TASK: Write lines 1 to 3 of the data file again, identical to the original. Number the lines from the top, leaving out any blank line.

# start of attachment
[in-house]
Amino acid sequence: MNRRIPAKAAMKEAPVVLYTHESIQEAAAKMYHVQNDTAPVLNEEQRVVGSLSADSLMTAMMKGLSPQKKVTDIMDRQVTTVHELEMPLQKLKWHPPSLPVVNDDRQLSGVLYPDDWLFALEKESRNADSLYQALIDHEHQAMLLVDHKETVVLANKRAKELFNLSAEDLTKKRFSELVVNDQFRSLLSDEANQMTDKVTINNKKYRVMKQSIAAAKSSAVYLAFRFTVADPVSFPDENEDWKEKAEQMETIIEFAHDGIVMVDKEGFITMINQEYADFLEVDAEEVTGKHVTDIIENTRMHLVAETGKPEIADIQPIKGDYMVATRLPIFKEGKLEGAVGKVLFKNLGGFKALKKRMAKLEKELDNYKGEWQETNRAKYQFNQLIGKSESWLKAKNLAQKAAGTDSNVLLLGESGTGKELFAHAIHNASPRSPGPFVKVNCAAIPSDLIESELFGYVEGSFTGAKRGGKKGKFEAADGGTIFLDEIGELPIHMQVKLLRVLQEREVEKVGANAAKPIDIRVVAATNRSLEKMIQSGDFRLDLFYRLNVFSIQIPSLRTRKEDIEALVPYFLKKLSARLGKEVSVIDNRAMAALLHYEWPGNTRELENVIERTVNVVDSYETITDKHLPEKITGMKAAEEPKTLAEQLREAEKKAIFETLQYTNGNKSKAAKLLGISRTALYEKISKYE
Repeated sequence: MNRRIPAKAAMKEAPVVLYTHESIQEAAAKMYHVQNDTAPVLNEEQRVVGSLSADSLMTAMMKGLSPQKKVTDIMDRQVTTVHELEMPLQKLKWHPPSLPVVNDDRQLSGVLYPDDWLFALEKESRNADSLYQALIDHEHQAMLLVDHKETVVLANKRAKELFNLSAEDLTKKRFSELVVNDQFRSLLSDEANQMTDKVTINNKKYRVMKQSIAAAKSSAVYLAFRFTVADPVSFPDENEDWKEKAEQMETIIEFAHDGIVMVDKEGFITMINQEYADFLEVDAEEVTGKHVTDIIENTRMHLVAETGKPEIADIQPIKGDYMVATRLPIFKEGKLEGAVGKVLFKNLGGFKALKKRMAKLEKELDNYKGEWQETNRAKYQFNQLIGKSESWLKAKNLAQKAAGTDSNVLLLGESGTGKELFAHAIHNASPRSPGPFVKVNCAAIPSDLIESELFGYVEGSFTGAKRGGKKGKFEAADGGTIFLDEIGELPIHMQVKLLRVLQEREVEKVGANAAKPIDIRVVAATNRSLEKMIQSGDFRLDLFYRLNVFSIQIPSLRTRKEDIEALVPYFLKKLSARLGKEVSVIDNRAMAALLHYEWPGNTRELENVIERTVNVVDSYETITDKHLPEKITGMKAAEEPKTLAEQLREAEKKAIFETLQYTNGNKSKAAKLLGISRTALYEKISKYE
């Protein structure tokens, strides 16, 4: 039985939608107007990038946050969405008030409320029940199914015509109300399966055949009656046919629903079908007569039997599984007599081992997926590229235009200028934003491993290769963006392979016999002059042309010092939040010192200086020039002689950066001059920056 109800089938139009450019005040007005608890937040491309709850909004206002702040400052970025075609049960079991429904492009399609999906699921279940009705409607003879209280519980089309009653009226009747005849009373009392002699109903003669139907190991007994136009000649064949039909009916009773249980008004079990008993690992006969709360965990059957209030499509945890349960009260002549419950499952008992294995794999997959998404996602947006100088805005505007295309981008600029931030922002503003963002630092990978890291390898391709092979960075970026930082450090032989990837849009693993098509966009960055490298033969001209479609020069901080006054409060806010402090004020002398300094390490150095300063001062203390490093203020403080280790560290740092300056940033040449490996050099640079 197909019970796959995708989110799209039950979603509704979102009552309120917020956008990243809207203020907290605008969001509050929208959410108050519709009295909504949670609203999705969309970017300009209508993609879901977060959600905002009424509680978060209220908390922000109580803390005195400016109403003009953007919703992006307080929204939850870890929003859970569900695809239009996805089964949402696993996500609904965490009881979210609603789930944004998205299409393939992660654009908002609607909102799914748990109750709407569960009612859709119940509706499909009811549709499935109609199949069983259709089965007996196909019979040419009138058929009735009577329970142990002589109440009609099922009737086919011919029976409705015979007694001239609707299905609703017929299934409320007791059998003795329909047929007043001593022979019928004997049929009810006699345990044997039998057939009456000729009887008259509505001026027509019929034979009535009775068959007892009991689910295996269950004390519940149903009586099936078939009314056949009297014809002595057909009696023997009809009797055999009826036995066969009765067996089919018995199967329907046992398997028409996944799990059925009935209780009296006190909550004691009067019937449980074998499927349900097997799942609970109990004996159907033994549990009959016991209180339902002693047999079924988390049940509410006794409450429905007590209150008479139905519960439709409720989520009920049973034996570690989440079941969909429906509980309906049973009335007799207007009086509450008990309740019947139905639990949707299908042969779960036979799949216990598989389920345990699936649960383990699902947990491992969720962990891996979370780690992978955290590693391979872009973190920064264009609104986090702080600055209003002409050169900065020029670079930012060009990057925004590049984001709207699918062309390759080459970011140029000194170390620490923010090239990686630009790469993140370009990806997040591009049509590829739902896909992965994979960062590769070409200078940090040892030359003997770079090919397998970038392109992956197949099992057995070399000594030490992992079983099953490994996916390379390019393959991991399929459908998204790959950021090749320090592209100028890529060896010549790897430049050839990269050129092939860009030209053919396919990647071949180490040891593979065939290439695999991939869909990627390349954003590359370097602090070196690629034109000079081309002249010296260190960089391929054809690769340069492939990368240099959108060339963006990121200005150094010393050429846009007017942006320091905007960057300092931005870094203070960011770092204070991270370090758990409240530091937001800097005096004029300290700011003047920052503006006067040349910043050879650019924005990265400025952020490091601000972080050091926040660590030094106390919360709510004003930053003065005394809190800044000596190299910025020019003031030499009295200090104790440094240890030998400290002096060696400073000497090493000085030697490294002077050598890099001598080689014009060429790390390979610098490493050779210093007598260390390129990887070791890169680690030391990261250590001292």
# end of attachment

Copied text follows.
[in-house]
Amino acid sequence: MNRRIPAKAAMKEAPVVLYTHESIQEAAAKMYHVQNDTAPVLNEEQRVVGSLSADSLMTAMMKGLSPQKKVTDIMDRQVTTVHELEMPLQKLKWHPPSLPVVNDDRQLSGVLYPDDWLFALEKESRNADSLYQALIDHEHQAMLLVDHKETVVLANKRAKELFNLSAEDLTKKRFSELVVNDQFRSLLSDEANQMTDKVTINNKKYRVMKQSIAAAKSSAVYLAFRFTVADPVSFPDENEDWKEKAEQMETIIEFAHDGIVMVDKEGFITMINQEYADFLEVDAEEVTGKHVTDIIENTRMHLVAETGKPEIADIQPIKGDYMVATRLPIFKEGKLEGAVGKVLFKNLGGFKALKKRMAKLEKELDNYKGEWQETNRAKYQFNQLIGKSESWLKAKNLAQKAAGTDSNVLLLGESGTGKELFAHAIHNASPRSPGPFVKVNCAAIPSDLIESELFGYVEGSFTGAKRGGKKGKFEAADGGTIFLDEIGELPIHMQVKLLRVLQEREVEKVGANAAKPIDIRVVAATNRSLEKMIQSGDFRLDLFYRLNVFSIQIPSLRTRKEDIEALVPYFLKKLSARLGKEVSVIDNRAMAALLHYEWPGNTRELENVIERTVNVVDSYETITDKHLPEKITGMKAAEEPKTLAEQLREAEKKAIFETLQYTNGNKSKAAKLLGISRTALYEKISKYE
Repeated sequence: MNRRIPAKAAMKEAPVVLYTHESIQEAAAKMYHVQNDTAPVLNEEQRVVGSLSADSLMTAMMKGLSPQKKVTDIMDRQVTTVHELEMPLQKLKWHPPSLPVVNDDRQLSGVLYPDDWLFALEKESRNADSLYQALIDHEHQAMLLVDHKETVVLANKRAKELFNLSAEDLTKKRFSELVVNDQFRSLLSDEANQMTDKVTINNKKYRVMKQSIAAAKSSAVYLAFRFTVADPVSFPDENEDWKEKAEQMETIIEFAHDGIVMVDKEGFITMINQEYADFLEVDAEEVTGKHVTDIIENTRMHLVAETGKPEIADIQPIKGDYMVATRLPIFKEGKLEGAVGKVLFKNLGGFKALKKRMAKLEKELDNYKGEWQETNRAKYQFNQLIGKSESWLKAKNLAQKAAGTDSNVLLLGESGTGKELFAHAIHNASPRSPGPFVKVNCAAIPSDLIESELFGYVEGSFTGAKRGGKKGKFEAADGGTIFLDEIGELPIHMQVKLLRVLQEREVEKVGANAAKPIDIRVVAATNRSLEKMIQSGDFRLDLFYRLNVFSIQIPSLRTRKEDIEALVPYFLKKLSARLGKEVSVIDNRAMAALLHYEWPGNTRELENVIERTVNVVDSYETITDKHLPEKITGMKAAEEPKTLAEQLREAEKKAIFETLQYTNGNKSKAAKLLGISRTALYEKISKYE